Celebrating and Supporting the Women Entrepreneurs Driving Our Economy Forward

Looking back at the record economic growth the US was experiencing prior to COVID, one group in particular played an outsize role: women entrepreneurs. According to the 2019 American Express State of Women-Owned Businesses Report, the number of women-owned businesses increased by 21% between 2014 and 2019, compared to an increase of only 9% for all businesses. That growth was even higher for businesses owned by women of color, which grew at a rate of 43%. Employment by women-owned businesses rose 8% in that same period, compared to just 1.8% for all businesses.

It seems obvious that, at a time when we need to catalyze economic revival across the country, we should be investing in women-owned businesses and their capacity to drive growth. But the reality is that women entrepreneurs still face significant barriers to success. Women-owned businesses represent only 2.8% of all venture capital investments in the US, and, even outside of the VC world, the average loan for women business owners is $5,000 less than for their male counterparts.

RMMFI’s goal is to unleash potential where it’s been overlooked or disregarded, and we’re proud that approximately 60% of the entrepreneurs we serve are women. 11 of our 18 current boot camp participants are women, as are 7 of the 10 business owners that participated in our recent Pivot Accelerator Program. Their businesses represent diverse sectors of the economy, including food and catering, retail, salons, art, landscaping, health and wellness, and insurance.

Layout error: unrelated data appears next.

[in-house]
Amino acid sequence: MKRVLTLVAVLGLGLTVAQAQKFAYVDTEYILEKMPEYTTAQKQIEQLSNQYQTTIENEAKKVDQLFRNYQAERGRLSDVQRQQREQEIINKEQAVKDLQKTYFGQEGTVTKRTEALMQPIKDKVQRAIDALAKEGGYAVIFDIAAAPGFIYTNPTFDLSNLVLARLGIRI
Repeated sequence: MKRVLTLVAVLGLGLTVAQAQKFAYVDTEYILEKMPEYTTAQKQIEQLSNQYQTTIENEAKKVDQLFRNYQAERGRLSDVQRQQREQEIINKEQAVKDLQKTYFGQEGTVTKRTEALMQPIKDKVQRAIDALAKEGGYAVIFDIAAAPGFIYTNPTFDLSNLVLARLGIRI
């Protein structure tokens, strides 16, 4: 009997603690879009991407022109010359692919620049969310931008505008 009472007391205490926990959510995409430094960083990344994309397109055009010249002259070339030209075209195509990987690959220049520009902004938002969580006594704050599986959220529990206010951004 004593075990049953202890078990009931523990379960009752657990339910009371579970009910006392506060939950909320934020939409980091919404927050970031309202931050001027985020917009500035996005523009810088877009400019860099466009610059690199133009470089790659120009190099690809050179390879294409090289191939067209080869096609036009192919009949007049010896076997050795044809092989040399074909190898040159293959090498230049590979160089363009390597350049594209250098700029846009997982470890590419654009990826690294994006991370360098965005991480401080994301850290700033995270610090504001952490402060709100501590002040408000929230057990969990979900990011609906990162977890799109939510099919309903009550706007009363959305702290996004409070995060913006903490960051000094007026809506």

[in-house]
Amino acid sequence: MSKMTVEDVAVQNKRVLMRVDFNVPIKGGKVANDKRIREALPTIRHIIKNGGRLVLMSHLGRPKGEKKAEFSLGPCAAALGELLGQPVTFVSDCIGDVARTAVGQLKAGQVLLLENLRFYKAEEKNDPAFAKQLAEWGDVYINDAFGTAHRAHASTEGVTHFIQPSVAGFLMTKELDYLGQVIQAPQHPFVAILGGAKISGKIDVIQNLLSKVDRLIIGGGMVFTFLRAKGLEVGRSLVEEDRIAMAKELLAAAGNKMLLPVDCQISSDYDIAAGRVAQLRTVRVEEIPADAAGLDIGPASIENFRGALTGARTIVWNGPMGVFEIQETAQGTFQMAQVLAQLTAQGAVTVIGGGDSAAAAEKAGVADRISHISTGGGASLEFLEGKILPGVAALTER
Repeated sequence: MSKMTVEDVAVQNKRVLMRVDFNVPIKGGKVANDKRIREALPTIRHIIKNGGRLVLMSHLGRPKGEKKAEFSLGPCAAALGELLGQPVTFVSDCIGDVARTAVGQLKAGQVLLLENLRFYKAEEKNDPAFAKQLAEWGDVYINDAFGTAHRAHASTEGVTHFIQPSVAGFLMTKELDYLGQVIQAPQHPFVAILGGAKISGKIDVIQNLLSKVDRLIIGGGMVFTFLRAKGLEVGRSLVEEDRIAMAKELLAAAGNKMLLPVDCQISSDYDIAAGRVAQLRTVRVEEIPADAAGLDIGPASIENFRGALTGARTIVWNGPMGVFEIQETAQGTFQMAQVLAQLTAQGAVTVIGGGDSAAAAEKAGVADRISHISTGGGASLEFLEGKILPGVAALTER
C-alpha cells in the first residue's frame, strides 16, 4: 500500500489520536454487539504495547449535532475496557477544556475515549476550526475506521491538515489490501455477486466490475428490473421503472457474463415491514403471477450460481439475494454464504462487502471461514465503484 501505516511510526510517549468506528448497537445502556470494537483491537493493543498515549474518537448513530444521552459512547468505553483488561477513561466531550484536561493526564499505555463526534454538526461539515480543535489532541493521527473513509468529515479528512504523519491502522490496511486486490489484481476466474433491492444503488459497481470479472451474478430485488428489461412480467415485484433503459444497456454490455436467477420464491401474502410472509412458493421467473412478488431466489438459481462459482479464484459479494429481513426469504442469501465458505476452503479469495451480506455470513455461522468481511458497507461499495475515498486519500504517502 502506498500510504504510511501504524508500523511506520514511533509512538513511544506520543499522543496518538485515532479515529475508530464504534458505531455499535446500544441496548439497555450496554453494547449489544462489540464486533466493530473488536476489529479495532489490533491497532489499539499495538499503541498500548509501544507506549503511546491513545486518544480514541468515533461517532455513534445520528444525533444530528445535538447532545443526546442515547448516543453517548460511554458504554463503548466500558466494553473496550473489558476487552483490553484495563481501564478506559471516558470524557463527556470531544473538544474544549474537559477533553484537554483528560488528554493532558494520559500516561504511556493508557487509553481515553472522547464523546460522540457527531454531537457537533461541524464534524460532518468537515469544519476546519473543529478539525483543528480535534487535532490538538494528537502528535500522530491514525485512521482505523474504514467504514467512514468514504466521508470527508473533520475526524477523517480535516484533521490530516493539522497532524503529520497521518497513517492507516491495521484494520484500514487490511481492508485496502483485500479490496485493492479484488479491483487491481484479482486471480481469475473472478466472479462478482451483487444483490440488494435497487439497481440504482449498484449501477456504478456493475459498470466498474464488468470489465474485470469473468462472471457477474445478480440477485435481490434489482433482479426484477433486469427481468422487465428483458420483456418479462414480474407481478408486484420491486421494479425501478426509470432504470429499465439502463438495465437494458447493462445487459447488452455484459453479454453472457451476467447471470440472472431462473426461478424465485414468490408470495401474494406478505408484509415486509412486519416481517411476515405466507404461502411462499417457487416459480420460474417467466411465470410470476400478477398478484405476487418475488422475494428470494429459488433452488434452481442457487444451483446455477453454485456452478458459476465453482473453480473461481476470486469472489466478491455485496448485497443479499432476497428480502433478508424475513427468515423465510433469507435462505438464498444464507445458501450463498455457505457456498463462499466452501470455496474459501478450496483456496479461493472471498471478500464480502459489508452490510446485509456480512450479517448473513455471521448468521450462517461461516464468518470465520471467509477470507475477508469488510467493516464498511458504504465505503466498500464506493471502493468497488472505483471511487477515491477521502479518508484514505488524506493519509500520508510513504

Fanta Dansoko is one of the women entrepreneurs in our current Aurora cohort of Business Launch Boot Camp, and she embodies the resilience, innovation, and purpose that put entrepreneurs at the leading edge of economic growth. Fanta is starting her online toy store, 4MyChild, because she recognized a gap in the quality of toys that lower income families are able to afford. She has persevered on her journey to business ownership through language barriers, family loss, and discrimination – her decision to sell online came after a landlord illegally evicted her from her commercial space. Fanta came to RMMFI to rebuild her business after facing personal setbacks; she and the many other women entrepreneurs we support are simultaneously rebuilding our economy.